The intricate web of diplomatic involvement in Bangladesh’s politics is becoming increasingly apparent as major global powers vie for supremacy.
Foreign diplomats in Dhaka have been discreetly involved in Bangladesh’s politics, although there has been an attempt to conceal their role. Both politicians and diplomats tend to avoid openly discussing these matters. However, as the 12th parliamentary election approaches within a year, foreign diplomats have become more visibly active, with each taking clear positions in opposition to one another.
YOU CAN ALSO READ: ELECTION NEGOTIATION: WHY IS AWAMI LEAGUE TOUGH ON BNP?
Considering the recent facts, now it is becoming essential to recognise the delicate nature of diplomatic involvement in domestic politics and the need for transparency and accountability.
The stirring tensions about intrigues and interference
It is not uncommon for major global powers to involve themselves in Bangladesh’s national elections and politics. While some are supporting the nation’s sovereignty, some are trying to influence internal affairs.
Last year, members of the United States Congress wrote a letter to President Joe Biden, urging immediate action to address human rights curtailment, prevention of fair elections, and the deteriorating situation in Bangladesh. Similarly, six members of the European Parliament, including Ivan Štefanec, wrote a letter to Josep Borrell, emphasizing the need for free, fair, and impartial elections in Bangladesh.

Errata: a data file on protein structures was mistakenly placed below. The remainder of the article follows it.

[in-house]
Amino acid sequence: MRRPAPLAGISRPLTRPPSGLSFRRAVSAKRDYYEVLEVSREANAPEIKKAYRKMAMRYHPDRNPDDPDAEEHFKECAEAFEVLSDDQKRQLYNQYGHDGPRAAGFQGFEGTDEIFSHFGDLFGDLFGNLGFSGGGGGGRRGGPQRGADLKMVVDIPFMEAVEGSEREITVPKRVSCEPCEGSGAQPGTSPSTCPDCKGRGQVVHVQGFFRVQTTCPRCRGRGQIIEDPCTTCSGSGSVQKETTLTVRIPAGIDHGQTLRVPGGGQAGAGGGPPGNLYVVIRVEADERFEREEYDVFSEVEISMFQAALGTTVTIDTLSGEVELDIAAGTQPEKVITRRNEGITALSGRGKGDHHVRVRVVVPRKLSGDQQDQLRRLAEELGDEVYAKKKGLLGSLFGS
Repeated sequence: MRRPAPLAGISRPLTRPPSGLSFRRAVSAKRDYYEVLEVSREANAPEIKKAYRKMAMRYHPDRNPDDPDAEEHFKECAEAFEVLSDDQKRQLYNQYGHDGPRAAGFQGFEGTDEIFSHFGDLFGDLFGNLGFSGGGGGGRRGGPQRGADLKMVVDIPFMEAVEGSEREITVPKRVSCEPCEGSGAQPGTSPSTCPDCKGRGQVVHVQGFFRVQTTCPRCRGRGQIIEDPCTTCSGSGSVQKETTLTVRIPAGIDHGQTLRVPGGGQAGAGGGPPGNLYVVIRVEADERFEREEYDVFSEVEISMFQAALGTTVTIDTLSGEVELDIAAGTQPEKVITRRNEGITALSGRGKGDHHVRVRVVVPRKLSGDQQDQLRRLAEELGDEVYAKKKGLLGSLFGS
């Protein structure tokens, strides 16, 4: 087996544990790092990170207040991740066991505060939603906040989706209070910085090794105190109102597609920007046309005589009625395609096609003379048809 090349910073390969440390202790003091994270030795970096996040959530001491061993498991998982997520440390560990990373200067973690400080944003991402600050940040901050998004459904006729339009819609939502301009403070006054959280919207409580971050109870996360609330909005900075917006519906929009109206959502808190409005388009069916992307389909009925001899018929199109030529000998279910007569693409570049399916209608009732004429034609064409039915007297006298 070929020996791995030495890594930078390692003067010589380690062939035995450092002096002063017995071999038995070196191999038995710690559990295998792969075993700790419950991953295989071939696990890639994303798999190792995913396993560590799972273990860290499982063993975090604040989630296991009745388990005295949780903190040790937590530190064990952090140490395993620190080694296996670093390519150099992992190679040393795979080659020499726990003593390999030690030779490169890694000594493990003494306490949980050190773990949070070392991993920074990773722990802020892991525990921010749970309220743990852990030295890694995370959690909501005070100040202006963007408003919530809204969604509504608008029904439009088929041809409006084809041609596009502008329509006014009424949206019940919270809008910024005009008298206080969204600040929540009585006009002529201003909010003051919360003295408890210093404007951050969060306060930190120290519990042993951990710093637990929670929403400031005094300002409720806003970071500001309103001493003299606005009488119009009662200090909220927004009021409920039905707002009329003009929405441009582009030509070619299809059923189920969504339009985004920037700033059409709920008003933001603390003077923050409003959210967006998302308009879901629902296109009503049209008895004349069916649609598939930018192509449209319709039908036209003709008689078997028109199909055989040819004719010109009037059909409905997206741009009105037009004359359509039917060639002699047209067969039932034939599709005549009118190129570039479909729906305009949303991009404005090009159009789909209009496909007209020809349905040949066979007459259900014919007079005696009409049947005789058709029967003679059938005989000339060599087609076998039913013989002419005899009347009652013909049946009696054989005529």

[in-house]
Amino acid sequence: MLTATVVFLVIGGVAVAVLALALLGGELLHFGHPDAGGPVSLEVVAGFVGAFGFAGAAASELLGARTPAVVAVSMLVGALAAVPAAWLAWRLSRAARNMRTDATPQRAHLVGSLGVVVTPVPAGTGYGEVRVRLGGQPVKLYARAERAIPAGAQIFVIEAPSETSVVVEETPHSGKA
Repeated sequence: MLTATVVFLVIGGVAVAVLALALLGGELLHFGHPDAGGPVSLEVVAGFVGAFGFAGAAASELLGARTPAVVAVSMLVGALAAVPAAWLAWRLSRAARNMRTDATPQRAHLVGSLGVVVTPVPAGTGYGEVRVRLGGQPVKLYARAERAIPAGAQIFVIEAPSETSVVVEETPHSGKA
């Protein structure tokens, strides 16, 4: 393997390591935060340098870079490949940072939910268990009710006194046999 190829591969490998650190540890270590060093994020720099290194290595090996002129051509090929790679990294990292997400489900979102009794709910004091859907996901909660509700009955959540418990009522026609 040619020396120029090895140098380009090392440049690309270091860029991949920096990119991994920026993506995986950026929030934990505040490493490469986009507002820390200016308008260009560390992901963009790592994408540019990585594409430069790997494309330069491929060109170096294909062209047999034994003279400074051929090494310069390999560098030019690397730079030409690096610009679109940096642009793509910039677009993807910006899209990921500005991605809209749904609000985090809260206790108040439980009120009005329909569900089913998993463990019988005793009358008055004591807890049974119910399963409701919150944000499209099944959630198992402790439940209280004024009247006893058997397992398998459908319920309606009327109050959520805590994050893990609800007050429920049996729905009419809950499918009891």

Notably, on December 2021, the United States imposed sanctions on RAB and seven current and former officials due to severe human rights violations.
Additionally, Vice-President of the European Commission, Josep Borrell, had written a letter to Ivan Štefanec, a member of the European Parliament, expressing concern about the political crisis and human rights violations in Bangladesh, while emphasising the importance of dialogue last month.
The involvement of foreign powers in Bangladesh’s politics has triggered a diplomatic showdown, highlighting the clash between the United States and China. China had expressed concerns and support for Bangladesh about Western involvement in the country’s internal issues. On June, the spokesperson for the Chinese Foreign Ministry, Wang Wenbin, stated China’s support for Prime Minister Sheikh Hasina’s stance on the Rapid Action Battalion (RAB), a specialised security force in Bangladesh, and emphasized China’s support for Bangladesh’s sovereignty, independence, and territorial integrity.
As a recent development, the statement from the Russian Foreign Ministry spokesperson also touched upon the issue of Bangladesh’s politics, highlighting the positions of the US and EU against interfering in the internal affairs of other countries. Russia expressed full support for countries like Bangladesh that base their foreign and internal policies on national interests rather than following the influence of foreign powers, particularly developed countries.